09th Aug2017

‘Final Recall’ VOD Review

by Phil Wheat

Stars: Wesley Snipes, RJ Mitte, Jedidiah Goodacre, Laura Bilgeri, Niko Pepaj, Hannah Rose May, Scott Nettleton, Sean Millington | Written by Reggie Keyohara III, Mauro Borrelli, Teddy Wynne, Sam Acton King | Directed by Mauro Borrelli


A group of friends are spending the weekend at a cabin on the lake while, unbeknownst to them, aliens have begun to attack planet Earth. A number of the friends are abducted immediately by the ship hovering above, and the remaining two of the group, Annie and Charlie, must rely on an eccentric and dangerous hunter who seems to have special knowledge of the attack, explaining that this day has been prophesized for years and extraterrestrials have been guiding Earth’s evolution in preparation for their ultimate takeover.

Billed as Wesley Snipes’ first leading role since 2012’s godawful horror western Gallowwalkers, Final Recall is not so much a star vehicle for the former Blade actor, but more him stepping his toes back into the filmic waters, in a role that is more extended cameo than lead. Instead at the heart of this tale are the group of teens, you know the ones: the usual stereotypes of the nice guy, the horny ones, the virgin, etc. Only here they’re not set to be the victims of some mindless slasher – which is what you’d think given the cliched way in which the characters and the location is set up.

But no, there’s no serial-killing madman here. This time it’s aliens from another planet, seemingly abducting folk in the woods under cover of night… Which doesn’t really make this any more interesting or exciting than your usual slasher movie to be honest.

Final Recall‘s alien invasion starts off interesting enough – the worlds weather changes and giant spaceships come out of the sky before depositing aliens across the globe. Including the woods in which of motley band of teens – and Wesley Snipes former astronaut turned hunter – are residing. Of course Snipe’s hunter is there because he knows there’s a new invasion about to happen… and he’s been waiting to get his revenge for his alien abduction for years. Only is he really? There’s a rather ambiguous ending to the film that would suggest that whilst Snipes’ hunter wants to kill the aliens (one of which he hangs on his cabin wall), he also has another agenda. Though to be fair either I missed a key part of the plot or that ending was just a badly plotted finale to a movie that is packed with plot strands and story beats taken from a myriad of other movies.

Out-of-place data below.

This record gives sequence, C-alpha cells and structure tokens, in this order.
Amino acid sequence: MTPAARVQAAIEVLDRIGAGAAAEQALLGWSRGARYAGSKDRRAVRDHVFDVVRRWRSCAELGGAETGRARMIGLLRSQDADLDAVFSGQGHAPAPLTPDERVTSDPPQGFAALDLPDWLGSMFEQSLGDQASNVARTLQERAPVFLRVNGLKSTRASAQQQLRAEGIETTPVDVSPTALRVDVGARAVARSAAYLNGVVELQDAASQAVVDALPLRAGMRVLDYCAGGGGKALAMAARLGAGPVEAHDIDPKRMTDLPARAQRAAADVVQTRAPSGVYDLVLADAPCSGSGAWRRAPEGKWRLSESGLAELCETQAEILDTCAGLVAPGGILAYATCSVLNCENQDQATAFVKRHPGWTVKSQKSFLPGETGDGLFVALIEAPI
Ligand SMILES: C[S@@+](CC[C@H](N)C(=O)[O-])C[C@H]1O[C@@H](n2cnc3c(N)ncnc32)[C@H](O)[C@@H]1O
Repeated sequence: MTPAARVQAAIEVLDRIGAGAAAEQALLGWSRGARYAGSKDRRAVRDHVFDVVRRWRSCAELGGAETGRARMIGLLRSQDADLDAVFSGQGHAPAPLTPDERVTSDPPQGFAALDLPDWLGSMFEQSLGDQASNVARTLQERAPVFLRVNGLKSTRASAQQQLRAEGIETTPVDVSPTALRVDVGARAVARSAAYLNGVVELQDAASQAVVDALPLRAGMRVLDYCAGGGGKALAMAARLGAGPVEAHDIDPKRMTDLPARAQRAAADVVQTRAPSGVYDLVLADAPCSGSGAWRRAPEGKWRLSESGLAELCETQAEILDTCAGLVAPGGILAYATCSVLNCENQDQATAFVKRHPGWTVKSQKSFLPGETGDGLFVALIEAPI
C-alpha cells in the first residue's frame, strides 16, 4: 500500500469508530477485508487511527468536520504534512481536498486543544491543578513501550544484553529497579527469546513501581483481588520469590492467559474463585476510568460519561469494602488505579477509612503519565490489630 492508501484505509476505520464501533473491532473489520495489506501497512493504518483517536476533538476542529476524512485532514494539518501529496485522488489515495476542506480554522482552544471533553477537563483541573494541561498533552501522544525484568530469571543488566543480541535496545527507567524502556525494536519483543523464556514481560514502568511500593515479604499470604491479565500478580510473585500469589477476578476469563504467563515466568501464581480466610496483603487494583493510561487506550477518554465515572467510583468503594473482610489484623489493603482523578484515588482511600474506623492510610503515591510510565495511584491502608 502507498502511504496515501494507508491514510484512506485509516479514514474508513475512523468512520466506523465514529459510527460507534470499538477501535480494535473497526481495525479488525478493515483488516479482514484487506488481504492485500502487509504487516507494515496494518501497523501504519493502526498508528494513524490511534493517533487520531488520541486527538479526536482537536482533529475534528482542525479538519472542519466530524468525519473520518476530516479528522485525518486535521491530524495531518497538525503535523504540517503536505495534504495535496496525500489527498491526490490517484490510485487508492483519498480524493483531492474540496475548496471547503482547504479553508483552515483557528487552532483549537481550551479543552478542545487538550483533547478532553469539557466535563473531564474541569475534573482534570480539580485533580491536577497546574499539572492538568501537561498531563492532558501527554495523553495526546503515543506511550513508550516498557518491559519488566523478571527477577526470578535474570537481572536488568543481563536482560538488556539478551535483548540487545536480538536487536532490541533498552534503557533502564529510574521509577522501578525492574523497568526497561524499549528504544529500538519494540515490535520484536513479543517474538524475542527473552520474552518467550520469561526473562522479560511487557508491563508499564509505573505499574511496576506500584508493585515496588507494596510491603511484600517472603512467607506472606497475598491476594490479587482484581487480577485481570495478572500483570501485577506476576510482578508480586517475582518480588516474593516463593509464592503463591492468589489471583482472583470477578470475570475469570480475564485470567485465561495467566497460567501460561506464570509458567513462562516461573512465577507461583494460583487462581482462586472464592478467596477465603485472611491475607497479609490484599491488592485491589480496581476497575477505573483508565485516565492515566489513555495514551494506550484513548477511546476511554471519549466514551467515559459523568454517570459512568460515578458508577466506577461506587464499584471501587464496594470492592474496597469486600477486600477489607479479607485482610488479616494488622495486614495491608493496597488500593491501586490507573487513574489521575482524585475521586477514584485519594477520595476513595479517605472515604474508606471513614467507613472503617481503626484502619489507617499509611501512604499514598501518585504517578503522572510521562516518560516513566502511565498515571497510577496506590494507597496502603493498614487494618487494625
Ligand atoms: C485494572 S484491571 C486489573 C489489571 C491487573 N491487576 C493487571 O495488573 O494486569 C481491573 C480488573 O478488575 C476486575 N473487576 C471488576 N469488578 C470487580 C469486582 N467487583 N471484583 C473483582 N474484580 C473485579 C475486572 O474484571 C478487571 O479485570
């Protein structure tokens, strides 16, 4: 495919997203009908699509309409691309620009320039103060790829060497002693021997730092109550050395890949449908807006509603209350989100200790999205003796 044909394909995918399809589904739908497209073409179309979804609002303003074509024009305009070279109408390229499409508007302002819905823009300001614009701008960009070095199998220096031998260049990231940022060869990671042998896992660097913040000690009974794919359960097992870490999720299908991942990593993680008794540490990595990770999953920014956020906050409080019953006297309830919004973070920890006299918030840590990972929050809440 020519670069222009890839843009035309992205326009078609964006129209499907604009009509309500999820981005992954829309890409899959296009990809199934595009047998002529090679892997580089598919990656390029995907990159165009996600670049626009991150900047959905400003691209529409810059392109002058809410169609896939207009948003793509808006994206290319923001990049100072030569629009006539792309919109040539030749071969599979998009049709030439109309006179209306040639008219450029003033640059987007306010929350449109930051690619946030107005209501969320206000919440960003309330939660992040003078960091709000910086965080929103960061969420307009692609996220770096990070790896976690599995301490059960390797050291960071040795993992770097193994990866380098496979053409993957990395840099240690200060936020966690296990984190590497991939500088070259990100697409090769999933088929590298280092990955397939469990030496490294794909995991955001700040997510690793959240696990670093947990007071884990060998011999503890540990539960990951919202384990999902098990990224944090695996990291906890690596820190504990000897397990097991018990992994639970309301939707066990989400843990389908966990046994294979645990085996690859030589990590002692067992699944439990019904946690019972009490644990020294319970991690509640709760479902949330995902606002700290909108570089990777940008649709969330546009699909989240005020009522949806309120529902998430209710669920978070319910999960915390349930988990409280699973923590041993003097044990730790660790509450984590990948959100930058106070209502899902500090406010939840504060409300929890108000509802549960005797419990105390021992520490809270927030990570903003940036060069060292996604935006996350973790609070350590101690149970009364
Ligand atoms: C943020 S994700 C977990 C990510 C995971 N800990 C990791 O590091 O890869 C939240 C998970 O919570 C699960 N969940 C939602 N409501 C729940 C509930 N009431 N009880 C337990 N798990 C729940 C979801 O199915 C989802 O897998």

Obviously shot on a meagre budget, Final Recall makes the most of the money it did have. The setting are suitably creepy, the scenes on the alien craft, whilst very Matrix-like are unexpected and suitably creepy: with bio-mechanical aspects that look like a cross between Alien‘s Ash and the plug-in world of The Matrix; and then there’s the aliens themselves – odd greys that have the physique of Ridley Scott’s Alien and the face of Edvard Munch’s “The Scream,” it is – ultimately – their character design which provides the films interest, even without saying a word these fearsome foes are easily the most intriguing aspect of the movie.

Packed with cliches and stereotypes, Final Recall isn’t going to win any points for originality but at least the film doesn’t outstay its welcome and provides some decent visuals – even if the story doesn’t hold up come the conclusion… Hey, at least it’s not another Gallowwalkers!

Final Recall is released on VOD on August 14th, the film comes to DVD and Blu-ray on August 21st, courtesy of Signature Entertainment.


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